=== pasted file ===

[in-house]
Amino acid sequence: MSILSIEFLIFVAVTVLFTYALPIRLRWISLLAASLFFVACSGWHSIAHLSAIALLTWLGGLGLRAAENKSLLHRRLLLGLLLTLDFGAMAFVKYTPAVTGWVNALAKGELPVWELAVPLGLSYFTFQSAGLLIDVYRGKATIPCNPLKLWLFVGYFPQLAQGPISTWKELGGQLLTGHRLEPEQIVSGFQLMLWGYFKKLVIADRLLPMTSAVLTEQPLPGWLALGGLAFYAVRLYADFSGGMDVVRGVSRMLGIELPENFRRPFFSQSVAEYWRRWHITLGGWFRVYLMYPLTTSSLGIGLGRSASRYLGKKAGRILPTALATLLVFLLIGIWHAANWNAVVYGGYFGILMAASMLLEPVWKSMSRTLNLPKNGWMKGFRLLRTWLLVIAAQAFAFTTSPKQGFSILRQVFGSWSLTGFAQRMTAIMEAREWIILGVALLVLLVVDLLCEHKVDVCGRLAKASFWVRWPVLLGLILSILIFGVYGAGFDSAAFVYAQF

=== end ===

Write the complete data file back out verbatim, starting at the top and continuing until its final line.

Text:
[in-house]
Amino acid sequence: MSILSIEFLIFVAVTVLFTYALPIRLRWISLLAASLFFVACSGWHSIAHLSAIALLTWLGGLGLRAAENKSLLHRRLLLGLLLTLDFGAMAFVKYTPAVTGWVNALAKGELPVWELAVPLGLSYFTFQSAGLLIDVYRGKATIPCNPLKLWLFVGYFPQLAQGPISTWKELGGQLLTGHRLEPEQIVSGFQLMLWGYFKKLVIADRLLPMTSAVLTEQPLPGWLALGGLAFYAVRLYADFSGGMDVVRGVSRMLGIELPENFRRPFFSQSVAEYWRRWHITLGGWFRVYLMYPLTTSSLGIGLGRSASRYLGKKAGRILPTALATLLVFLLIGIWHAANWNAVVYGGYFGILMAASMLLEPVWKSMSRTLNLPKNGWMKGFRLLRTWLLVIAAQAFAFTTSPKQGFSILRQVFGSWSLTGFAQRMTAIMEAREWIILGVALLVLLVVDLLCEHKVDVCGRLAKASFWVRWPVLLGLILSILIFGVYGAGFDSAAFVYAQF